St. Philip's College

Joey Palacios / TPR News

The early college high school movement is growing exponentially in Texas. There are more than 60 in the state and five are opening this fall in San Antonio alone. One of them is the St. Philip’s early college high school with SAISD.

Outside the Bowden Building in the middle of the St. Philips campus, teachers dressed in bright-orange t-shirts greet the incoming freshmen, who are wearing either white or blue. It’s the first day of class for the new school and the students are being welcomed by SAISD Superintendent Sylvester Perez.

Joey Palacios / Texas Public Radio

Beginning this fall, St. Philip’s College will play host to SAISD students in the district’s second early college high school.

St. Philip’s College has 10,000 students, but 100 high school freshmen will call the campus home in August. SAISD has formally approved an agreement with the Alamo Colleges to open a school on campus where, by graduation, students will earn 60 hours of college credit or even an associates degree.

Leslie Price, a spokeswoman for SAISD, said students will take their normal educational curriculum but also take classes for college credit.

Frederick Gonzales / City of San Antonio Photographer

The Pre-K 4 SA board has voted to initiate a six-month study on a facility at St. Philip’s College.

The purpose of the study will be to find out how the facility could assist San Antonio’s new education initiative in providing educational benefits to the city’s four-year-old population.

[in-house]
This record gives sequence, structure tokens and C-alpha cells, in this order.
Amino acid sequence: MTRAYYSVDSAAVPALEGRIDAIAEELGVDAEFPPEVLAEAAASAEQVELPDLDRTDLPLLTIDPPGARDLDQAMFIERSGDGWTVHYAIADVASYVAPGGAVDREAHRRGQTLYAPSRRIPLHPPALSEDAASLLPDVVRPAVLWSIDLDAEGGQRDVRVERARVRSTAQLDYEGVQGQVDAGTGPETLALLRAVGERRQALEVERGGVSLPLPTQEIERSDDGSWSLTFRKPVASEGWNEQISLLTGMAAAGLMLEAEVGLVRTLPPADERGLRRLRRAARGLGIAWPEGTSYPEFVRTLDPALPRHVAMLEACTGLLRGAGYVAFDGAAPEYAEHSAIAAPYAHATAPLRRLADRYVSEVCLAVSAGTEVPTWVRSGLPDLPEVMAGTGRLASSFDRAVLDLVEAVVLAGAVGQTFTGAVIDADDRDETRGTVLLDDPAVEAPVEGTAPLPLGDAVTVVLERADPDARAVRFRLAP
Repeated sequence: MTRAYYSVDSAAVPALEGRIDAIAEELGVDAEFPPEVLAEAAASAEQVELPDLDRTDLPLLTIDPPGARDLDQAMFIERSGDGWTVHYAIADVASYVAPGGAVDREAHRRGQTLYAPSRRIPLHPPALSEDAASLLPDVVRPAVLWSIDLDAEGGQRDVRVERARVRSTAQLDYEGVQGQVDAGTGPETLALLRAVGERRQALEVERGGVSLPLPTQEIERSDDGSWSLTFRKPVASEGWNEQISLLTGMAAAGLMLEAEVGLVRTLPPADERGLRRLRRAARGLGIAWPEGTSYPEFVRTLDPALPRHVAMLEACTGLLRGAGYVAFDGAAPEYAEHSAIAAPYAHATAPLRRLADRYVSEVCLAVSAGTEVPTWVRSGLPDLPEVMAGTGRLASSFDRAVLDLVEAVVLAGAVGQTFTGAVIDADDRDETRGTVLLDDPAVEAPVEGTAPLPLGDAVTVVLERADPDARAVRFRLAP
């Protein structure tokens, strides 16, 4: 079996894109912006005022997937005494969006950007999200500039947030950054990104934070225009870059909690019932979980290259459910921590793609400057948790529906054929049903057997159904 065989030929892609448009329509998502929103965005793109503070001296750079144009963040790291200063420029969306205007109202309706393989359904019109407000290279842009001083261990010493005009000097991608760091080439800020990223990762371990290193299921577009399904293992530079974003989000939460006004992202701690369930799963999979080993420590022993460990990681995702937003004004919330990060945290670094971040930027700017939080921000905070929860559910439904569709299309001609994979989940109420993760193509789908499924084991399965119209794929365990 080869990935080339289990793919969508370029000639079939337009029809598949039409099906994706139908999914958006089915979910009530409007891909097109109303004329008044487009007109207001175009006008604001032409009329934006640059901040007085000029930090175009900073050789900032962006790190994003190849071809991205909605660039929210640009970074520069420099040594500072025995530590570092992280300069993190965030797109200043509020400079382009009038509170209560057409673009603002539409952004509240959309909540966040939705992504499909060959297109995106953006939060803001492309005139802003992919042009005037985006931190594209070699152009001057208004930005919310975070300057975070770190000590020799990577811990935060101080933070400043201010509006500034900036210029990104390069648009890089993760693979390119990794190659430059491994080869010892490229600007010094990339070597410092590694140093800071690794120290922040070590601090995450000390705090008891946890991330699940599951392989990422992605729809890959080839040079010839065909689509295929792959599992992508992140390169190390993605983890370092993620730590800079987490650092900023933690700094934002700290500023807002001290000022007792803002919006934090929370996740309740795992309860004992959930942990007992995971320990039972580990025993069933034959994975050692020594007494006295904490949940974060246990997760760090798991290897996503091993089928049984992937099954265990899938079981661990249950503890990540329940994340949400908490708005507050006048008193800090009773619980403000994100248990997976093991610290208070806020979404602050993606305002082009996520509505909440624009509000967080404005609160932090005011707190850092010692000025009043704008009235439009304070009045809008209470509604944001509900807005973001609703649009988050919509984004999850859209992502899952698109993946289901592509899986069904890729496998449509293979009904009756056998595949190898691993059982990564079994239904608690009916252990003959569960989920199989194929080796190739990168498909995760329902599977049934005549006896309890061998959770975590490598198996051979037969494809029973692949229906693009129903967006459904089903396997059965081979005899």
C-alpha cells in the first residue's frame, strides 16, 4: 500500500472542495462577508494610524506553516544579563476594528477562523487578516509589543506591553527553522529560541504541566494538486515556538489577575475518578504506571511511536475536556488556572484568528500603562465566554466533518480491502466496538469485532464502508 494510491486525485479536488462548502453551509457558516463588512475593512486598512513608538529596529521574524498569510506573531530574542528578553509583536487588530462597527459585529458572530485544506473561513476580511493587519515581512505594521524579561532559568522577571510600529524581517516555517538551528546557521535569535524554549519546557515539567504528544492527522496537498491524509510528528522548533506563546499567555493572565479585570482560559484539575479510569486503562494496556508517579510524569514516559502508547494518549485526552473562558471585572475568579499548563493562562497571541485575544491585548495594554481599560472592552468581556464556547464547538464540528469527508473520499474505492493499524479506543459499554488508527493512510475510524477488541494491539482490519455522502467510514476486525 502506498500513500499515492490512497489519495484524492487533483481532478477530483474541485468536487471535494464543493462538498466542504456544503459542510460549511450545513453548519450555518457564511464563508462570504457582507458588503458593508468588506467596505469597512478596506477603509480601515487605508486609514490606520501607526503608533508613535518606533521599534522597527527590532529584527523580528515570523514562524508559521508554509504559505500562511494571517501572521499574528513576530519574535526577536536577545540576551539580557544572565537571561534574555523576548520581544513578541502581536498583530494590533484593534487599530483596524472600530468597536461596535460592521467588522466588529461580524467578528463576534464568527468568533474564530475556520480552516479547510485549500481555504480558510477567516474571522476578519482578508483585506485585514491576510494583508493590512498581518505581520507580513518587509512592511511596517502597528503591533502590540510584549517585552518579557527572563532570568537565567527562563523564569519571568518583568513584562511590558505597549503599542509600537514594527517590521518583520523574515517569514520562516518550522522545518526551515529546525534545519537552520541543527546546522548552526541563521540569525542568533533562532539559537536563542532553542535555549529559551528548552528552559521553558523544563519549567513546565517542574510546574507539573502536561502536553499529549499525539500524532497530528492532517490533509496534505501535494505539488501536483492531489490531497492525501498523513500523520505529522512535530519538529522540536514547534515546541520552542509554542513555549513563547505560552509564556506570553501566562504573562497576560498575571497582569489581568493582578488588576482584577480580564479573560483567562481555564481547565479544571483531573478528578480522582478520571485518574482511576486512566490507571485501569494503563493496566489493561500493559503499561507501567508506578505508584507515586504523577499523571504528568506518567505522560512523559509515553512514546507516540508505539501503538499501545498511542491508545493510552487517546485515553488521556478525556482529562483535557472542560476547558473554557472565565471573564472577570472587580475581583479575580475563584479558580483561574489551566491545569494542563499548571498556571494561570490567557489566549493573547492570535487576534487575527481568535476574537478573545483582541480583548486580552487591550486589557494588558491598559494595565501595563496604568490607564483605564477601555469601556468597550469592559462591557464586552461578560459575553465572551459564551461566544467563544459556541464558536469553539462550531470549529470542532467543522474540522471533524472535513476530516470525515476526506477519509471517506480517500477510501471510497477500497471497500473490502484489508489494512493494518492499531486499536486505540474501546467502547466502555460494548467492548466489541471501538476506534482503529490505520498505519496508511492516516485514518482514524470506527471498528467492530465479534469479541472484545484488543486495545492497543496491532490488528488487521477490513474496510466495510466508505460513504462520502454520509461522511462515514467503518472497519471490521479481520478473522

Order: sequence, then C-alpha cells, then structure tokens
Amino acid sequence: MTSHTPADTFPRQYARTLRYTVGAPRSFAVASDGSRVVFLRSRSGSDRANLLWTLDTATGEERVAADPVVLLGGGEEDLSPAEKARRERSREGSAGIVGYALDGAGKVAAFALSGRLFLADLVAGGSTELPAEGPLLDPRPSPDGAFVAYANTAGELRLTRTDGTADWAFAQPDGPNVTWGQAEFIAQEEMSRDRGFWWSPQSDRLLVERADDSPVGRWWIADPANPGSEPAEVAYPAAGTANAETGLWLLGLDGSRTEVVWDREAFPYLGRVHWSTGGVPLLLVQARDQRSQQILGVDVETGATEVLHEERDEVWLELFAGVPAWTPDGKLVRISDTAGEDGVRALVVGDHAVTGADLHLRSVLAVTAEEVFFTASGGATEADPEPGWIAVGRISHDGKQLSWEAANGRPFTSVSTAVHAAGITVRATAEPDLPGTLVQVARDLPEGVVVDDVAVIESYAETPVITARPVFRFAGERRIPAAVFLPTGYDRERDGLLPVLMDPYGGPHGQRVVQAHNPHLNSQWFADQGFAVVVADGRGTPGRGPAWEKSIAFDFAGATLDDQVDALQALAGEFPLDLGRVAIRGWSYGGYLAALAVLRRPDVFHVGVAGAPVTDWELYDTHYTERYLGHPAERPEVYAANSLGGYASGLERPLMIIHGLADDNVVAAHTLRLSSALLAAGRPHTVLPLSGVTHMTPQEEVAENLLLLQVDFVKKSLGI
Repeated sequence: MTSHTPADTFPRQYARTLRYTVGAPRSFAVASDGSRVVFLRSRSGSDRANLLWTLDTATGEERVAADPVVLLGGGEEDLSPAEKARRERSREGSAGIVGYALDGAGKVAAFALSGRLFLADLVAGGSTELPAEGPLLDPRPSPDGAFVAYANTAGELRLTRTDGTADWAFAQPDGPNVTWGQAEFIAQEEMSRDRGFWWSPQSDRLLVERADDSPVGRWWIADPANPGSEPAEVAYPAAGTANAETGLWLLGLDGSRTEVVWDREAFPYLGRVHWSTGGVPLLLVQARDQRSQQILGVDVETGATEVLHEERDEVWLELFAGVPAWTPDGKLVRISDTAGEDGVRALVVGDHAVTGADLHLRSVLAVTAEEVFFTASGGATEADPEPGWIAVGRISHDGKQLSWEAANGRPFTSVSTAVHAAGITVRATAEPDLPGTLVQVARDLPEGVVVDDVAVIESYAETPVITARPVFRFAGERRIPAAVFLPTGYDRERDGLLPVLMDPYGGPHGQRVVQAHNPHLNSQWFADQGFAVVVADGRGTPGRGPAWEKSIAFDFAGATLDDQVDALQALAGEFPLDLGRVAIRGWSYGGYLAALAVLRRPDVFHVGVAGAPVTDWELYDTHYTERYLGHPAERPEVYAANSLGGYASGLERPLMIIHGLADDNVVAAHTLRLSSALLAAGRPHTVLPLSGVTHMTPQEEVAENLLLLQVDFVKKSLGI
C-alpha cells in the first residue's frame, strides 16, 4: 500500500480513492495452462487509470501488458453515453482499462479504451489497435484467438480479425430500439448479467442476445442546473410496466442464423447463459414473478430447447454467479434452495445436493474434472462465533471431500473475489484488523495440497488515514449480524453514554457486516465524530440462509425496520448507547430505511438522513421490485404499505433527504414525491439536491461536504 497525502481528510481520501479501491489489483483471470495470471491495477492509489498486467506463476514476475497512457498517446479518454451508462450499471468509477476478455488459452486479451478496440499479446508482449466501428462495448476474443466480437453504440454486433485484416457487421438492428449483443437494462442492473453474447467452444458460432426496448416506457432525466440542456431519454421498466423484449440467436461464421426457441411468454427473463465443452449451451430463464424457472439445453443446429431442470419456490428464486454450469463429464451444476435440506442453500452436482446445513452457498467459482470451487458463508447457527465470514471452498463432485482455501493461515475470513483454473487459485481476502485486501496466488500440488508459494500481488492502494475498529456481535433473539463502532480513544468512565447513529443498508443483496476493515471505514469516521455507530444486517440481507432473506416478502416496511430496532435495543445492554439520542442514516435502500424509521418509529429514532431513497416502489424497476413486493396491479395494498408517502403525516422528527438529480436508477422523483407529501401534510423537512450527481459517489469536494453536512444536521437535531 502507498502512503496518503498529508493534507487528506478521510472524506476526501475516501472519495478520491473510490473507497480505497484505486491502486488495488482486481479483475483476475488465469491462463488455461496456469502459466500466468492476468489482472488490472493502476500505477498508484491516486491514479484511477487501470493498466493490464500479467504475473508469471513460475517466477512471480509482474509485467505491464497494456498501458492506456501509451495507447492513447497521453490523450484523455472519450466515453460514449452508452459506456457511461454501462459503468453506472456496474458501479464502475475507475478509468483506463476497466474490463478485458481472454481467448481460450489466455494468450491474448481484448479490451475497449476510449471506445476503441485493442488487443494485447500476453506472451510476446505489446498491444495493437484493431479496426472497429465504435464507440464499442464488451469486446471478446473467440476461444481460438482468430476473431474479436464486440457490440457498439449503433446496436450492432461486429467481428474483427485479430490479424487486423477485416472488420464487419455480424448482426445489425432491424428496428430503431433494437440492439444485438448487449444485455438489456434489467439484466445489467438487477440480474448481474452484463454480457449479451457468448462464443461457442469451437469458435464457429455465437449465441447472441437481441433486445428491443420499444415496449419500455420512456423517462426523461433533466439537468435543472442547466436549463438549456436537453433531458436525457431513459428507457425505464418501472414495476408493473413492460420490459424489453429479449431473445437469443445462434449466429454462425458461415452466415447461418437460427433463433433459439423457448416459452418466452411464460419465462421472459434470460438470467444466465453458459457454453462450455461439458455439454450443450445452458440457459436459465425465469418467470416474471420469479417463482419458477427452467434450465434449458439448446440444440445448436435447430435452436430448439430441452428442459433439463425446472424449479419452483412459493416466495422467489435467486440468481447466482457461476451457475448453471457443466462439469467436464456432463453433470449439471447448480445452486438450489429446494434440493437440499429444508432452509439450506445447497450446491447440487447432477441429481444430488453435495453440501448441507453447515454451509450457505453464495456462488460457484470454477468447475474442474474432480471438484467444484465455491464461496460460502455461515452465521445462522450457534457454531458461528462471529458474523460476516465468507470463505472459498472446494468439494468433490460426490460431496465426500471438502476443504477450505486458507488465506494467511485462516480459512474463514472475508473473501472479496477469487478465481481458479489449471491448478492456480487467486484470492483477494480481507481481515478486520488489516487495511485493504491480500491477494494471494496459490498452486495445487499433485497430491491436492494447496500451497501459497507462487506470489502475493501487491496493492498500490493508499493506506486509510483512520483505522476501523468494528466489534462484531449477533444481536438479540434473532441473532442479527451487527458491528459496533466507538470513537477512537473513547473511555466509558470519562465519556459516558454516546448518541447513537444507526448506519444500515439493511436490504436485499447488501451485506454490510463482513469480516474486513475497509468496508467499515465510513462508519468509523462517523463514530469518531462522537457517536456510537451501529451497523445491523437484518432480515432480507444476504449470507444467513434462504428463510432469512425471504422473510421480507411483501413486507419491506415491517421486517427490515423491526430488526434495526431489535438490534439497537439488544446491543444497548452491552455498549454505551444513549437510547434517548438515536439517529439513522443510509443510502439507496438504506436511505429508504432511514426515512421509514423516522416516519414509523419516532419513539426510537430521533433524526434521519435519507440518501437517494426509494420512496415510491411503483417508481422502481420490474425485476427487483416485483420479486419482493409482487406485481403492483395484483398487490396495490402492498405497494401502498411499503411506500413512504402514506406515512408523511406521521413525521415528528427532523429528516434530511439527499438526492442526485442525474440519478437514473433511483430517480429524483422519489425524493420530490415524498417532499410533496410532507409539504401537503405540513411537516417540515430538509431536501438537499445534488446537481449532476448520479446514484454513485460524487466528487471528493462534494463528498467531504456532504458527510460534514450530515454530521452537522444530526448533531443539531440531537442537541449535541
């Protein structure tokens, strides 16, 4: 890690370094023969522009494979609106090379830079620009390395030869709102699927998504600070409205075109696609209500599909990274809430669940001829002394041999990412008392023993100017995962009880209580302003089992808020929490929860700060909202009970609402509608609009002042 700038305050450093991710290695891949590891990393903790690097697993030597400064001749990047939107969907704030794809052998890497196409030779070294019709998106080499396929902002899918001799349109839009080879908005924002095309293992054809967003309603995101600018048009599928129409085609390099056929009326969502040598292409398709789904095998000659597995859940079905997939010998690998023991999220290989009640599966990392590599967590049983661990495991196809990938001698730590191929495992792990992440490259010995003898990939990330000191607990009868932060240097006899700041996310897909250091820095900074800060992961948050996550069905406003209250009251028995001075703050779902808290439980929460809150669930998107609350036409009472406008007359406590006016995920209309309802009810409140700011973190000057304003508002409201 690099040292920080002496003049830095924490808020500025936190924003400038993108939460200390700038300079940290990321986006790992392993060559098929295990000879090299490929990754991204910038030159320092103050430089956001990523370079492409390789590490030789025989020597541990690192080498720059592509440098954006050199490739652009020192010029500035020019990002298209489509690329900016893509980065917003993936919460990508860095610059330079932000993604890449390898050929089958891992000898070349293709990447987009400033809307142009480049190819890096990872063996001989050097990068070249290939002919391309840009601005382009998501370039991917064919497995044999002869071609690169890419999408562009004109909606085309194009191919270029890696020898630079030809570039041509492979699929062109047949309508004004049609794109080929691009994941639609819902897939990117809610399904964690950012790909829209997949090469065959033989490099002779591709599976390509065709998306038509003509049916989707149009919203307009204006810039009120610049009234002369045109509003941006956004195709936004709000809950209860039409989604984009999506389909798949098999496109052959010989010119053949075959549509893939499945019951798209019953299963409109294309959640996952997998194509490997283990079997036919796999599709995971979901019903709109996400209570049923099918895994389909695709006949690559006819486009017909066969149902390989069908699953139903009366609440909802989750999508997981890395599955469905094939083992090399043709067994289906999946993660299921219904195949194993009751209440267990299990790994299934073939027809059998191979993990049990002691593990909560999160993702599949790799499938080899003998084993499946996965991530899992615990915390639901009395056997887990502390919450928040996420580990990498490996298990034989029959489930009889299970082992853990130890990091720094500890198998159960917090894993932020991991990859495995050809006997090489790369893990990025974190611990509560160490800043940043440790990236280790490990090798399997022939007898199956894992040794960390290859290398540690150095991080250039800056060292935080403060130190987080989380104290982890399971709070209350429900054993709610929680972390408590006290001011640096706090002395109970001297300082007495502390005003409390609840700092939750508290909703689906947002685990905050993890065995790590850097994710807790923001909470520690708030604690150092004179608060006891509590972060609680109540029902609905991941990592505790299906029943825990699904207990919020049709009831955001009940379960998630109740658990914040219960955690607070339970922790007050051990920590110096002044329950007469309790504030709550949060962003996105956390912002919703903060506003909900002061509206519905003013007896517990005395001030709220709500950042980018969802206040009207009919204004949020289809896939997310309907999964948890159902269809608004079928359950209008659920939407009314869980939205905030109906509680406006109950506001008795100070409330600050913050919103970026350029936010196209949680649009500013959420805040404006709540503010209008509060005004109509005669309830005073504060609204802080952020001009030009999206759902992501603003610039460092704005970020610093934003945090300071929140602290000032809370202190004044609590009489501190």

"The St. Philips site is not really a fifth site because the footprint is much smaller," said Elaine Mendoza, the board’s chairperson.

Chris Eudaily / TPR

The Source: The incredible story of St. Philips College is now documented in a new book, and believe it or not, pool season is just around the corner and the parks department is already recruiting lifeguards.

Joey Palacios / Texas Public Radio

Thousands of people crowded the parking lot of Cowboys Dancehall this morning for the 35th annual Cowboy Breakfast in what has become a San Antonio Rodeo tradition. Although people show up for the free food, one local college benefits from the remaining sponsorship money

Roughly 35,000 people turned out for this year’s breakfast, and the unseasonably warm 60 degree weather and overcast skies only helped attendance.

Taking in the music, Brenda Duarte was waiting in line for food and said this is her third year attending with family.